It was right after his masterclass on Sunday that we were able to “flash” interview Nicolas Cage.
During the one-hour class moderated by Mike Goodridge and attended by hundreds of fans, film professionals, journalists and critics, Cage reviewed his career and particularly his major contributions to cinema – “Moonstruck,” “Vampire’s Kiss,” “Raising Arizona,” “Wild at Heart,” “Leaving Las Vegas,” “Face/Off,” “Con Air,” “Adaptation”…
He looked to Marlon Brando and James Dean for inspiration, just as he looked to Elvis and Andy Warhol. He wanted to break rules, combine all these actors or artforms and create something new for himself, “moving away from naturalism to a sort of art-synchronism.”
“I could very easily [have gotten] fired for doing that,” he teased.
Instead, David Lynch and the Coen Brothers welcomed his wild performances. Mickey Rourke, at a point, “was [his] mentor,” long after his father introduced him to the classics and horror movies played at home “with a very old film projector.”
The most difficult character Nicolas Cage ever had to perform was that of a man who drank to his death in Las Vegas after enduring a divorce and losing his job in Los Angeles. Cage told the audience in a ballroom at Wynn Macau how he got inspiration from famous “drunks” of the silver screen: Jack Lemmon (“Days of Wine and Roses”), Dudley Moore (“Arthur”), and, mostly, Albert Finney (“Under the Volcano”). “That guy [Finney’s character] is REALLY drunk!” he laughed.
“Luckily ["Leaving Las Vegas”] was shot in six weeks; I couldn’t bear it if it were six months.”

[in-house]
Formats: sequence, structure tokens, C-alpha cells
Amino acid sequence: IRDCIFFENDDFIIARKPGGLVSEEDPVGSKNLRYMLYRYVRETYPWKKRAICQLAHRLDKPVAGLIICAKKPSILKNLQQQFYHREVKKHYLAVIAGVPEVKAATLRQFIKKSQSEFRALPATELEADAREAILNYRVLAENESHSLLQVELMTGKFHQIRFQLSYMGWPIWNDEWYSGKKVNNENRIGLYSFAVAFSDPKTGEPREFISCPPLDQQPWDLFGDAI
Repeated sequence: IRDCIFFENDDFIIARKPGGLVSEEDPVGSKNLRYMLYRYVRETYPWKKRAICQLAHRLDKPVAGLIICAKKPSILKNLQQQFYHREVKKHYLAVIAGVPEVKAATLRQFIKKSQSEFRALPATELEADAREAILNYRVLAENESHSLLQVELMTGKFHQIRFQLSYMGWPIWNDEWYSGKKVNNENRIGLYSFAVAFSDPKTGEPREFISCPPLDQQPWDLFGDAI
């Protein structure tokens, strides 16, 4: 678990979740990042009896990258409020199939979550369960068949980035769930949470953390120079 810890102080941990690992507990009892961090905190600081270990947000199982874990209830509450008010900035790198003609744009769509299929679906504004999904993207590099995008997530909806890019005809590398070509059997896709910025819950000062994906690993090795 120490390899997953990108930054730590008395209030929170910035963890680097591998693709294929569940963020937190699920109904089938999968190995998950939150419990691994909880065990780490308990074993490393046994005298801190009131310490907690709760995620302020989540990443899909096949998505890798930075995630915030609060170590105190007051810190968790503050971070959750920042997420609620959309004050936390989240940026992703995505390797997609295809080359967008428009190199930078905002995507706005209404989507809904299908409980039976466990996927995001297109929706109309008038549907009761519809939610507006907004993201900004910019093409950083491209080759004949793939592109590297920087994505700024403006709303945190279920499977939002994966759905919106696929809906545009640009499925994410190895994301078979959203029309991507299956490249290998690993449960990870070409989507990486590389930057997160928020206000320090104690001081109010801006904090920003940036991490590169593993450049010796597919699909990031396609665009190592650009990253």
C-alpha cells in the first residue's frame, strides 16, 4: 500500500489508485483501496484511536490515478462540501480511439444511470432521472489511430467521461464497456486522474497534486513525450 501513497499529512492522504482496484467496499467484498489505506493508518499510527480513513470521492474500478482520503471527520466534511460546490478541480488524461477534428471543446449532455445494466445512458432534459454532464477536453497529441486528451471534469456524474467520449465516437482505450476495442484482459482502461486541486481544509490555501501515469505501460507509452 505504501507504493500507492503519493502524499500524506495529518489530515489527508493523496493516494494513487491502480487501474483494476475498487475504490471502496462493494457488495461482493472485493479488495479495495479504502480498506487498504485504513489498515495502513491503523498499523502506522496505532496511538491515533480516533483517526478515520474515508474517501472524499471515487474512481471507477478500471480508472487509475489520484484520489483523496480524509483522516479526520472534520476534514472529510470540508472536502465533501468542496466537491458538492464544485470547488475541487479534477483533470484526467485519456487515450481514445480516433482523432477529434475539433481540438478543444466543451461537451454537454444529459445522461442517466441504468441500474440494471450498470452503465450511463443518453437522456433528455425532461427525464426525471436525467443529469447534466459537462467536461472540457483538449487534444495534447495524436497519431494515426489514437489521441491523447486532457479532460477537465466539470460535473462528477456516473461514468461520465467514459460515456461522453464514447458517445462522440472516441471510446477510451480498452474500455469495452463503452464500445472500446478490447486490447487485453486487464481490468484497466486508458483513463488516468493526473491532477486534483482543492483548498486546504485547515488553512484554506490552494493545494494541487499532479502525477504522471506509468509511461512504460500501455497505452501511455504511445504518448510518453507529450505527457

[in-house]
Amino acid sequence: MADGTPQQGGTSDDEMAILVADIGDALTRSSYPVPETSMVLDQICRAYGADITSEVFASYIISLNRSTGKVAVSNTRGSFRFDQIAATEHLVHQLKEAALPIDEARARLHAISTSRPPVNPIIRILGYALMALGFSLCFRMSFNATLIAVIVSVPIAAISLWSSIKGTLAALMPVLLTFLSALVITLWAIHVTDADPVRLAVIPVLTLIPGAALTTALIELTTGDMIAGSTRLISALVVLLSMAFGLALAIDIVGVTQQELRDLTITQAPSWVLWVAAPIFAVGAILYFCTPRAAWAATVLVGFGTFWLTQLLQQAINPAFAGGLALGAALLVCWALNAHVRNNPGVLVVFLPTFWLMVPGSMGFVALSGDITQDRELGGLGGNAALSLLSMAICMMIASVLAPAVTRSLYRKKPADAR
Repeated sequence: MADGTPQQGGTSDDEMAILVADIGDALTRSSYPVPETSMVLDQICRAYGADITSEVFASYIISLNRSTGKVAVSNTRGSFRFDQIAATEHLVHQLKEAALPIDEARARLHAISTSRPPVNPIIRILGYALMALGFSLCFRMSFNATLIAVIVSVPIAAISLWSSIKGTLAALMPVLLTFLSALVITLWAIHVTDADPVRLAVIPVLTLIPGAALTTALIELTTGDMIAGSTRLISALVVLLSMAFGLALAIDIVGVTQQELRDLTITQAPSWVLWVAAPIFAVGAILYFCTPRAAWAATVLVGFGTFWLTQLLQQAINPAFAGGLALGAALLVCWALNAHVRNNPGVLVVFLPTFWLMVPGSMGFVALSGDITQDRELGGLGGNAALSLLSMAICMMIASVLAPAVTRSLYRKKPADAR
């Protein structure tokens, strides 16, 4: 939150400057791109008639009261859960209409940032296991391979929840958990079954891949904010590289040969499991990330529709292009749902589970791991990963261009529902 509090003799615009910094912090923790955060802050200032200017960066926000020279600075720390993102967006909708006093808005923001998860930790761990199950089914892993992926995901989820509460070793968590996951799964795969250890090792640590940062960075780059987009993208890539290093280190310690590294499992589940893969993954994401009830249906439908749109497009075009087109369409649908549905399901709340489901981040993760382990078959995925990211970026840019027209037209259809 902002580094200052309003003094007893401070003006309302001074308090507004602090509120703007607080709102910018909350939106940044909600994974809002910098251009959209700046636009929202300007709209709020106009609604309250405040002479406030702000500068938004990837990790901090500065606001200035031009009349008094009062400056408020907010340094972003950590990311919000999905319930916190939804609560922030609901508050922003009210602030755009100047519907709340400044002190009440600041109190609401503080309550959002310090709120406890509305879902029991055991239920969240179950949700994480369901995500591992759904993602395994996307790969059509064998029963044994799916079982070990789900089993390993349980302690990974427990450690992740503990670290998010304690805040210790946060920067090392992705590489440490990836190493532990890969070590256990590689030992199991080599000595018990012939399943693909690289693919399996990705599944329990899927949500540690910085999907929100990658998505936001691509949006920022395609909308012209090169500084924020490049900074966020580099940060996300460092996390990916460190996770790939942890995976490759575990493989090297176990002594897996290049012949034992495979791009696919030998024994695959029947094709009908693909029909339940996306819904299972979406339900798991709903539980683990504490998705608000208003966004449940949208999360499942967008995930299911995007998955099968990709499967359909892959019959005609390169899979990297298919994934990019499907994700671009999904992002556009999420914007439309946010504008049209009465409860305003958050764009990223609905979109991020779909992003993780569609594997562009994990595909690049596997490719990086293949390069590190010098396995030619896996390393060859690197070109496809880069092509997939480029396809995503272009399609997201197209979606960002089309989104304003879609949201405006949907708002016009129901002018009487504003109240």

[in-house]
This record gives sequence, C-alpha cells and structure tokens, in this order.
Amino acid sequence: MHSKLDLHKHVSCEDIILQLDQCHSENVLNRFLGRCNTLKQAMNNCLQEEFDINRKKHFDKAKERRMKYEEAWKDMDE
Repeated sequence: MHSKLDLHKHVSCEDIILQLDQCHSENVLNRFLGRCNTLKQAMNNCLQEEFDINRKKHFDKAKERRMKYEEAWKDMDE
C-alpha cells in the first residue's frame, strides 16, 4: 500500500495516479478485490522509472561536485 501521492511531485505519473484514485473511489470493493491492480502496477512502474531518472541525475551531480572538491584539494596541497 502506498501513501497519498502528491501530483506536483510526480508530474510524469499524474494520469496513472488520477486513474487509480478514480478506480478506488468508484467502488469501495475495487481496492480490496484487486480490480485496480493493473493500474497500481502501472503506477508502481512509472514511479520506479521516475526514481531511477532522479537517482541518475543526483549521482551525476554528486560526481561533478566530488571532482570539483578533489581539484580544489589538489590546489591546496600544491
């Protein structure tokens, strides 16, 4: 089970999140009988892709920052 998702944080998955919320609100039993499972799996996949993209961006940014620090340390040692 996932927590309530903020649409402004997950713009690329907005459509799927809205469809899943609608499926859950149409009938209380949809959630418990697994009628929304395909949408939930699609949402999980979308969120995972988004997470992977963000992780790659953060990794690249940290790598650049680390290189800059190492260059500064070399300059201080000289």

“The film was being rejected at first. It was too dark for Hollywood,” he recalled studio managers’ reaction to the script. Eventually, it was made by a big studio and Hollywood applauded Cage’s deadly performance, giving him the Oscar for Best Actor.
International Film Festival and Awards Macao (IFFAM)’s most talented ambassador was about to leave Macau when we met briefly, with a promise to return. He likes it here and finds the place extremely cinematic.
Macau Daily Times – It is not the first time you have come to Macau, and you seem to like it here. Why did you accept the role of Talent Ambassador for IFFAM2018?
Nicolas Cage – I do like it here! I accepted the invitation to be the Talent Ambassador as it’s an exciting opportunity to meet other people who are as enthusiastic about international cinema as I am.
MDT – What are your expectations of the festival and your participation in it?
NC – My expectation is for festivalgoers to enjoy a really marvelous lineup of movies that are the best in the industry so far, as well as exploring emerging new talent. I hope my participation in the festival helps raise awareness of the class and seriousness of IFFAM as it expands its worldwide reach.
MDT – You are probably the best-known Hollywood actor in China and Asia. What in your filmography do you think appeals to these audiences?
NC – I think much of my success in this region is down to working with Chinese and other Asian filmmakers like John Woo and the Pang Brothers. I have been coming here for many years and have developed a great relationship with the people of China and I hope that will continue for a long time.
MDT – Your latest movie “Mandy” (premiered) here at the festival. What is your take on the film?
NC – I think the film is a unique experience made by a visionary filmmaker in Panos Cosmatos – it is an intense visionary nightmare.
MDT – Do you find Macau, its ambiance and history, attractive for a Hollywood production? Would you like to shoot here?
NC – I would love to shoot in Macau! It’s the wonderful confluence of the Chinese and Portuguese cultures that makes for the perfect place to shoot a film. The combination of the architecture, the food, and the people is fantastic. Especially the people – they are just warm and welcoming. I would not hesitate to come back.